WAUSAU - Wausau's Curling Center doesn't open for the pros until next fall--but until then, amateur curlers can stop by. The new 4-million dollar facility uses the highest quality of ice in the world. The designers also brought in 80-thousand dollars' worth of curling stones from Scotland.
Building Committee Chairman Cal Tillisch has curled all over the country for decades. He compared Wausau's new ice arena to pro golf's top event.
"The Master's is universally known to have the very best greens to putt on. We built this facility to have Masters-quality ice. Much like the Masters has for their greens."
Tillisch has seen the sport grow nationwide since the 90's. But he wants the Curling Center to bring in people from right here in the Northwoods.
"It's nice to do something in the winter time so you enjoy winters and look forward to winters rather than dreading it. And this facility provides bigger and better opportunities for all levels to participate in and enjoy this wonderful sport."
From now until next fall, the Curling Center plans on making bids for national events.
MERRILL - For 32 years Battalion Chief Mike Drury walked into the Merrill Fire Department ready to save lives. Friday he walked out of the department for the last time to start the new phase of his life. "It goes fast it goes really fast," said Drury. Drury was about 18 -years -old when he walked into the Merrill Fire Department for the first time. "When you're 18, 19,20 years old and you're looking at 50 something years old you think you're never going to get there," said Drury.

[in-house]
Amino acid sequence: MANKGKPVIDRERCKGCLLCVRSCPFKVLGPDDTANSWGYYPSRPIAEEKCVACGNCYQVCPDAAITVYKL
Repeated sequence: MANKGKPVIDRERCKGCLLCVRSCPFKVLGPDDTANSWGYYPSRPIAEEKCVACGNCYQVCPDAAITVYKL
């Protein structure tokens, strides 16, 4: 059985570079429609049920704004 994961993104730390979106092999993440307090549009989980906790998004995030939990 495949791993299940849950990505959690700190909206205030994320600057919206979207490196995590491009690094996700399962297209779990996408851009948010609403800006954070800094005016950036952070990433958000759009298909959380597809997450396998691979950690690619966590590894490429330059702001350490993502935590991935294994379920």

Drury is one of 184 firefighters to ever work full time with the city of Merrill. "As a firefighter they spend a lot of time at the fire house so they miss a lot of things," said Drury's daughter Cassi. After 32 years of missing birthdays, holidays and family time Drury was ready for a change. "I realized I had enough this is a young man's job," said Drury. Friday afternoon Drury said goodbye to a room of men who merged and became family. "Not having that is a little scary I know they'll always be our family but it's hard to leave," said Cassi. Cassi watched her dad rush off to help his community since the day she was born. "It's scary because you hear about the times things don't go right or the times fire fighters don't come home," said Cassi.
RHINELANDER - A Rhinelander couple thought they were empty nesters. However, an experience volunteering made them open their doors back up to kids who need a temporary home. The Zoerb's adult children moved out years ago. But at any moment they could get a call from social services that make them bring out their parenting skills for another round. Rick and Danielle Zoerb work together as realtors putting people in homes that are the perfect fit. However, the husband and wife know their home can be a good fit for others too. "There's no reason for kids to have to fall through the cracks," said Dani. Rick met a child at a mentorship program a few years ago. It was a meeting that opened a new door for him and his wife. "There was no hesitation on our part when we felt the situation was deteriorating for this young boy," said Rick.
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